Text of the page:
There will be some people who call this “dirty” or “uncool” because I reverted to a microcontroller to replace basic logic chips. Okay, get me a 74C922 for 5 bucks – shipped. It isn’t cheating when you have to use modern technology to replace things that are no longer available.
You can take a look at the code on github as I develop it. I just started before I typed up this post, so it is not even close to being done, but it is there anyway.
The title is pretty self-explanatory. I made a video of the main board getting assembled. The timelapse stops around the 2:40 mark and I explain some things.
Good news: the PCBs for the tinyCopter came in a couple days ago! Thanks to Laen over at the DorkbotPDX PCB order service for the stellar-quality boards! Now I can get to work assembling and testing the boards.
Now that I’ve more time to plan this project, I am really leaning towards using an off-the-shelf transmitter and receiver. The nRF24LU1+ is a really great chip, but unfortunately there is little information on actually programming (flashing firmware, not writing code) and actually using it. It looks like I may have ordered the extra components is vain, but such is the nature of developing (relatively) new devices.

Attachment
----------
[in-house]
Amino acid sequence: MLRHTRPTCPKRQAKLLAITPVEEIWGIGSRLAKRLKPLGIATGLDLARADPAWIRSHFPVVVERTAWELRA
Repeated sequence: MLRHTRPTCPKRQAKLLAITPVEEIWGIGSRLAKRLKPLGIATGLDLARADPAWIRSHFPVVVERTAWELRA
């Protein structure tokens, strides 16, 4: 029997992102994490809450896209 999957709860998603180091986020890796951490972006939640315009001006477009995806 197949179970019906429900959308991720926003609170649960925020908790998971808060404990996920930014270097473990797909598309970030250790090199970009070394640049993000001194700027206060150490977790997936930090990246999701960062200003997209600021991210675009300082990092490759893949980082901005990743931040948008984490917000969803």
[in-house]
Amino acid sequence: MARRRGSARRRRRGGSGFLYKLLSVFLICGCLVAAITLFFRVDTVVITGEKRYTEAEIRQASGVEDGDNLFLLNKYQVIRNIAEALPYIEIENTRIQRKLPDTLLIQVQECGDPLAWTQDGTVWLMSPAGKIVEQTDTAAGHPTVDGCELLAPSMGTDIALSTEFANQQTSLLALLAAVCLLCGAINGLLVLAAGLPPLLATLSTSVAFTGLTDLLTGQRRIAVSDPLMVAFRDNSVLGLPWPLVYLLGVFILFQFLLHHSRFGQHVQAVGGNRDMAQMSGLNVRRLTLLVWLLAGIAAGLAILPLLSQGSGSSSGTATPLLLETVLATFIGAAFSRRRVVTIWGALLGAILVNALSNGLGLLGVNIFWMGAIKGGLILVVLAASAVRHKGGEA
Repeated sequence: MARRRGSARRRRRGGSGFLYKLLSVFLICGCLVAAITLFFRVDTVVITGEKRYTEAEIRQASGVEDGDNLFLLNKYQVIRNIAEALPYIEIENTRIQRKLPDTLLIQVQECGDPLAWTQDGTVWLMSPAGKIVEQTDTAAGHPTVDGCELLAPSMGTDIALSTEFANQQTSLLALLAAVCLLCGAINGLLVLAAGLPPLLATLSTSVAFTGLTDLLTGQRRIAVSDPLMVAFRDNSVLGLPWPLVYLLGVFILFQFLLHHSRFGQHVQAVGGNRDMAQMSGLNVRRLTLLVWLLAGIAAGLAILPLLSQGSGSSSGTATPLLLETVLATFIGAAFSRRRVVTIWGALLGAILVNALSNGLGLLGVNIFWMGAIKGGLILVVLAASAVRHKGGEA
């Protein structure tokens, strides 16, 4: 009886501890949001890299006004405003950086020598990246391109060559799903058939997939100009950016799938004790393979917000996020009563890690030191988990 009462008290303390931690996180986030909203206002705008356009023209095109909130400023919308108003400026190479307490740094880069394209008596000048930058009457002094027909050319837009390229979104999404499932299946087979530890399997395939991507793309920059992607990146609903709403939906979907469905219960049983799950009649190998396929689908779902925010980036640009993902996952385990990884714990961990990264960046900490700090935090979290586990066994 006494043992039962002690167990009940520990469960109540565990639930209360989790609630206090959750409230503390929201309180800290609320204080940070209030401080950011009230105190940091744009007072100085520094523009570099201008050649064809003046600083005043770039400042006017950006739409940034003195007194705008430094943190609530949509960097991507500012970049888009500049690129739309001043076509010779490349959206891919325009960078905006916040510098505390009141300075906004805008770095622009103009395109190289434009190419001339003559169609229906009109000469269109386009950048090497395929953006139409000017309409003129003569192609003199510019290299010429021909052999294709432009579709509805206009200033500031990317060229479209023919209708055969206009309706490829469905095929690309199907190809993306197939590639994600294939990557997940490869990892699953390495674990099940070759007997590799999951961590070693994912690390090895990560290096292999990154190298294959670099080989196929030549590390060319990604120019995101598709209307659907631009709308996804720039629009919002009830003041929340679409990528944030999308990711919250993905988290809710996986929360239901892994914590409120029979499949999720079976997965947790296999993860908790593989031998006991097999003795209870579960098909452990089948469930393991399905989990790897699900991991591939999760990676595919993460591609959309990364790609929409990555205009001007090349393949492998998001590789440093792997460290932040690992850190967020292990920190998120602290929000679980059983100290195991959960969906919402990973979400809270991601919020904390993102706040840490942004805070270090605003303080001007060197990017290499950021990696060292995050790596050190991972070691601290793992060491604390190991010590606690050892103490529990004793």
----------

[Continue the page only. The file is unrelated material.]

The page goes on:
Check out my photostream for more pictures!
This is fairly big news. From now on, I will be using github for posting and maintaining my project files. I already have a repository for the tinyCopter and Digital PSU projects, and will continue to add more. I have several projects going up there way before I do a write ups for them here, so don’t panic if you see stuff there that I have never talked about here.
Check out my github page here!
Well, here it goes. I just placed three orders for circuit boards for the main quadcopter components. This is what I’m going with:
Main control board. ATxmega256A3U, MPU-6050, MTK3339 GPS (eventually).
Computer side of the TX/RX system. Based on the nRF24LU1+.
Quadcopter side of the TX/RX system. Designed to sit on top, not unlike an Arduino shield. Based on the nRF24LU1+.
As you can see, I’ve got quite a bit of work (and money) put into this already. I still will have to buy motors, buy or design ESCs, and write code. I sure hope this turn out.